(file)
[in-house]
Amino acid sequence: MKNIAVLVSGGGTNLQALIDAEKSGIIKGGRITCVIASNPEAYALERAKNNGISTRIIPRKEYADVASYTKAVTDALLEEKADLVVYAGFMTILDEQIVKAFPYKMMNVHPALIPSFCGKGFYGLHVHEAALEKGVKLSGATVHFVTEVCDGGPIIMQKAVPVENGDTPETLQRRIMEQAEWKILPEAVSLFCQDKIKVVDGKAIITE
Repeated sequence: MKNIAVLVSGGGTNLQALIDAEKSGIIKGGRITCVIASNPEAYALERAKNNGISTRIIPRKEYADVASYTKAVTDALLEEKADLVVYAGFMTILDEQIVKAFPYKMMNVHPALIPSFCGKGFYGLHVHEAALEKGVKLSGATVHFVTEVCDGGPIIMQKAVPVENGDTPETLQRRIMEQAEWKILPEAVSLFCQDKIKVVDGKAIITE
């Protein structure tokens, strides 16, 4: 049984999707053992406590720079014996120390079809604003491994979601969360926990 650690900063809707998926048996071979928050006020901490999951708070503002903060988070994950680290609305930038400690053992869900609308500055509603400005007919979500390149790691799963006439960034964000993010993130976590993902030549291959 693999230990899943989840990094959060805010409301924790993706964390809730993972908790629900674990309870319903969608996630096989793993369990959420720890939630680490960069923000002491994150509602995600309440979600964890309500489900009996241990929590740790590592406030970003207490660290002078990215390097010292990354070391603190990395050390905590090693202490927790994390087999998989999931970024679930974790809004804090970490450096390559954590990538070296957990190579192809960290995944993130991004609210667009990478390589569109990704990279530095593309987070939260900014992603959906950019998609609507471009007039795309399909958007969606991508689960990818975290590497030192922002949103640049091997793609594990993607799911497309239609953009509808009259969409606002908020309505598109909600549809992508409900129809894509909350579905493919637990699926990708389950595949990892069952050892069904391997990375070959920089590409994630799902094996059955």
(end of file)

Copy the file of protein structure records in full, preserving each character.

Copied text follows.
[in-house]
Amino acid sequence: MKNIAVLVSGGGTNLQALIDAEKSGIIKGGRITCVIASNPEAYALERAKNNGISTRIIPRKEYADVASYTKAVTDALLEEKADLVVYAGFMTILDEQIVKAFPYKMMNVHPALIPSFCGKGFYGLHVHEAALEKGVKLSGATVHFVTEVCDGGPIIMQKAVPVENGDTPETLQRRIMEQAEWKILPEAVSLFCQDKIKVVDGKAIITE
Repeated sequence: MKNIAVLVSGGGTNLQALIDAEKSGIIKGGRITCVIASNPEAYALERAKNNGISTRIIPRKEYADVASYTKAVTDALLEEKADLVVYAGFMTILDEQIVKAFPYKMMNVHPALIPSFCGKGFYGLHVHEAALEKGVKLSGATVHFVTEVCDGGPIIMQKAVPVENGDTPETLQRRIMEQAEWKILPEAVSLFCQDKIKVVDGKAIITE
């Protein structure tokens, strides 16, 4: 049984999707053992406590720079014996120390079809604003491994979601969360926990 650690900063809707998926048996071979928050006020901490999951708070503002903060988070994950680290609305930038400690053992869900609308500055509603400005007919979500390149790691799963006439960034964000993010993130976590993902030549291959 693999230990899943989840990094959060805010409301924790993706964390809730993972908790629900674990309870319903969608996630096989793993369990959420720890939630680490960069923000002491994150509602995600309440979600964890309500489900009996241990929590740790590592406030970003207490660290002078990215390097010292990354070391603190990395050390905590090693202490927790994390087999998989999931970024679930974790809004804090970490450096390559954590990538070296957990190579192809960290995944993130991004609210667009990478390589569109990704990279530095593309987070939260900014992603959906950019998609609507471009007039795309399909958007969606991508689960990818975290590497030192922002949103640049091997793609594990993607799911497309239609953009509808009259969409606002908020309505598109909600549809992508409900129809894509909350579905493919637990699926990708389950595949990892069952050892069904391997990375070959920089590409994630799902094996059955």